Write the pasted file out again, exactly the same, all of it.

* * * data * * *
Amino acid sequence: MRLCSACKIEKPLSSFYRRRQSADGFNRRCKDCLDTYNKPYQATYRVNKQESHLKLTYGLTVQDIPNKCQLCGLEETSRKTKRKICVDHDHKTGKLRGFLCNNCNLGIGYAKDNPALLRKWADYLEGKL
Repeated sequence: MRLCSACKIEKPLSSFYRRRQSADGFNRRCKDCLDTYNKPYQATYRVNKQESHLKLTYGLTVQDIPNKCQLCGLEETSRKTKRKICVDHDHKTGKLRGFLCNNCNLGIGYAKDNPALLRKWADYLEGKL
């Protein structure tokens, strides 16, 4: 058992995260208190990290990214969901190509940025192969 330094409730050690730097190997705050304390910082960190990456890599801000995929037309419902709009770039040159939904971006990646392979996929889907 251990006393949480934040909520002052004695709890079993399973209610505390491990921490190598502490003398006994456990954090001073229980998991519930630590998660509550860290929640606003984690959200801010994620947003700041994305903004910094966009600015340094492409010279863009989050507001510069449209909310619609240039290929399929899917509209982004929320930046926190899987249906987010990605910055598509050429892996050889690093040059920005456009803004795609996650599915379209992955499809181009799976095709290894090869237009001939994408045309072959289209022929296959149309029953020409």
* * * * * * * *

Amino acid sequence: MRLCSACKIEKPLSSFYRRRQSADGFNRRCKDCLDTYNKPYQATYRVNKQESHLKLTYGLTVQDIPNKCQLCGLEETSRKTKRKICVDHDHKTGKLRGFLCNNCNLGIGYAKDNPALLRKWADYLEGKL
Repeated sequence: MRLCSACKIEKPLSSFYRRRQSADGFNRRCKDCLDTYNKPYQATYRVNKQESHLKLTYGLTVQDIPNKCQLCGLEETSRKTKRKICVDHDHKTGKLRGFLCNNCNLGIGYAKDNPALLRKWADYLEGKL
């Protein structure tokens, strides 16, 4: 058992995260208190990290990214969901190509940025192969 330094409730050690730097190997705050304390910082960190990456890599801000995929037309419902709009770039040159939904971006990646392979996929889907 251990006393949480934040909520002052004695709890079993399973209610505390491990921490190598502490003398006994456990954090001073229980998991519930630590998660509550860290929640606003984690959200801010994620947003700041994305903004910094966009600015340094492409010279863009989050507001510069449209909310619609240039290929399929899917509209982004929320930046926190899987249906987010990605910055598509050429892996050889690093040059920005456009803004795609996650599915379209992955499809181009799976095709290894090869237009001939994408045309072959289209022929296959149309029953020409």